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Down With Love (PG-13)
20th Century Fox
Official Site
Director: Peyton Reed
Producers: Bruce Cohen, Dan Jinks
Written by: Eve Ahlert & Dennis Drake
Cast: Renee Zellweger, Ewan McGregor, David Hyde Pierce, Sarah Paulson, Tony Randall

Rating: out of 5


We’ve had weeks now to contemplate Ms. Zellweger’s simper and Mr. McGregor’s smirk, on cutouts in theater lobbies across the land. Now, at last, we get to see what’s putting the sparkle in their eyes. Down With Love, set in the 1962 NYC of Doris Day-Rock Hudson sex comedies, is a fond tribute to those meringues, in a bald, obvious, nudge-nudge, wink-wink, say no more way.

Novak (Zellweger), a Vermont librarian, takes the New York publishing world by storm with her manifesto, Down With Love, which advises women to just say no to romance and yes to careers and no-strings-attached sex. Hearing of this heresy, writer Catcher Block (McGregor), “man’s man, ladies’ man, man about town,” makes it his business to capture Novak’s heart while denying her, uh, his essence. It’s a fun and funny flip on those Doris Day comedies, where male characters’ job was to chase sex, and the females’ job was to remain intact.

Writers Ahlert and Drake also toss in a pinch of Sex And The Single Girl. Down With Love’s Barbara Novak, like the Helen Gurley Brown character, has written a bombshell of a book, with a premise that may not necessarily reflect how she actually lives her life.

Playing off such familiar source material allows the writers to plunge straight into the stylized, cotton-candy world of a early sixties romantic comedy, complete with high-school level double entendres. Apparently the writers, big fans of the Day-Hudson oeuvre, specified quite a bit of the look and feel of the movie in their script. The result is swinging jazz, split-screen action, big, bright colors, obvious backdrops, and process shots galore. The letter-perfect sets (Profiles In Courage on the bookshelves) and costumes (which may create a world shortage in pink) are as much fun to look at as the actors, who are all mostly on their very campy game. For my money, McGregor channels a bit more Cary than Rock. Remember, McGregor is a scrawny guy; a large part of Hudson’s impact was his towering physique. How to put this? Rock was male, but Cary—he was A Man. Anyway, Catcher has the best suits, the most willing babes, and a space-age bachelor pad a bit like the Kiss Me Deadly apartment, all modcons.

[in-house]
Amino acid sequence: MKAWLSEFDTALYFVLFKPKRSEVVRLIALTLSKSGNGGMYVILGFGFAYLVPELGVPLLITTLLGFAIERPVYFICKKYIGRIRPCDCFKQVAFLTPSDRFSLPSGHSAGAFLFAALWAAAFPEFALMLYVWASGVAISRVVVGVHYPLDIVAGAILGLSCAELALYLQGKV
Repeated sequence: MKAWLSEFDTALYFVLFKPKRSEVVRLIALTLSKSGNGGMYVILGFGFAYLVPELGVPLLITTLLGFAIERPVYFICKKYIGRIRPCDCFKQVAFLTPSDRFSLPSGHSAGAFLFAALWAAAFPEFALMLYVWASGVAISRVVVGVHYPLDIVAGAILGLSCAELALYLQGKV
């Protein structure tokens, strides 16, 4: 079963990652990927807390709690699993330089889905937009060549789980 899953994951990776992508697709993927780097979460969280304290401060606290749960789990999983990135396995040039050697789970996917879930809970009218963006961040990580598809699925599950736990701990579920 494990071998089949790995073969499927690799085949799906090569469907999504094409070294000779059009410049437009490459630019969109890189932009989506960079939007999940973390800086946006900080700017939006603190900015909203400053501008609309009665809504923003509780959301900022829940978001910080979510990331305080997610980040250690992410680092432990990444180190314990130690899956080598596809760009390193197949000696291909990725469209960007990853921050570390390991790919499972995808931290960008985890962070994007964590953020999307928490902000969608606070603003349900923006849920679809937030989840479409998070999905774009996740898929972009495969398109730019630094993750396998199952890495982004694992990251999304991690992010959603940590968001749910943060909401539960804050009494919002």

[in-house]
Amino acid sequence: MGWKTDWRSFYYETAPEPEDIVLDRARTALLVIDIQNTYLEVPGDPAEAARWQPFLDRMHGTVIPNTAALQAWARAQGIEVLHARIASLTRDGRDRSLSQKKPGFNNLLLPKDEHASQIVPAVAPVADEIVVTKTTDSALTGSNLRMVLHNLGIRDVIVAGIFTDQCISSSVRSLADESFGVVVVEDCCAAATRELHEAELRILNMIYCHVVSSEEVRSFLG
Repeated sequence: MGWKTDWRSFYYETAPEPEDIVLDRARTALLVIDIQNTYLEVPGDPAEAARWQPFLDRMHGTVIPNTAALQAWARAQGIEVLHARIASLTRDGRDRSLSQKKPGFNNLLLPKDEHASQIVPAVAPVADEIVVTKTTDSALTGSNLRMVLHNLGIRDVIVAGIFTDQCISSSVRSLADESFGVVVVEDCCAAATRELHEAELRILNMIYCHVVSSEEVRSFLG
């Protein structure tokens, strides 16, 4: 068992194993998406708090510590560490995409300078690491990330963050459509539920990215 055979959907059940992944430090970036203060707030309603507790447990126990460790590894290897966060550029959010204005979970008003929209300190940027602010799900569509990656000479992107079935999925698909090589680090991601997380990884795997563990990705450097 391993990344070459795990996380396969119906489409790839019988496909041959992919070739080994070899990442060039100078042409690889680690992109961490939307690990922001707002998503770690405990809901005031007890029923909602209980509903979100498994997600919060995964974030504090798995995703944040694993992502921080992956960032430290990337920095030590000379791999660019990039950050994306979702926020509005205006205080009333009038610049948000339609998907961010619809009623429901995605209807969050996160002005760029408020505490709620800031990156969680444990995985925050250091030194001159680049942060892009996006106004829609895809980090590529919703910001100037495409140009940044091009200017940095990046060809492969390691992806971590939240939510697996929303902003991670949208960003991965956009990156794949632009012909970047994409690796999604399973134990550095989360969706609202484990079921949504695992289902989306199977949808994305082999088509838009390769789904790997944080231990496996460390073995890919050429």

McGregor clearly has fun with his role, though he does a really dreadful Texas accent. But hey, recall that cornpone Texas accent Rock affected in Pillow Talk? Think like a ‘60s guy. It’s not supposed to be good enough to fool a three-year-old child, just a blonde woman. It’s hard to imagine who else could have been cast as Novak. Zellweger captures the Doris Day grin, but Day’s wonderfully funny way with outrage eludes her. A frantic David Hyde Pierce has the traditional Tony Randall role as Catcher’s boss and best pal, David McMannus. He’s smitten with Vicki Hiller (an excellent Poulson), Barbara’s editor and second, but unlike Catcher, McMannus is no player. In fact, he’s the anti-player. Pierce often is cast as these hapless romantic losers, probably because he’s the best at making audiences care about the insecure, tic-laden guy they’re laughing at.

Down With Love reminds me of another recent homage to late ‘50s/early ‘60s Technicolor movies, 8 Women, in that both employ intelligent storytelling in the service of wacky tales of very little consequence. Both, I suspect, will become cult favorites. Recommended.

—Roxanne Bogucka

hybridCinema Ratings Guide:

Take a pal and pay full price for both tickets.

It’s worth a full-price ticket.

It’s worth a matinee ticket.

Wait for video rental.

Check out the video from the library, if you must.

While we would never encourage anyone to destroy a video...


Mike Doughty



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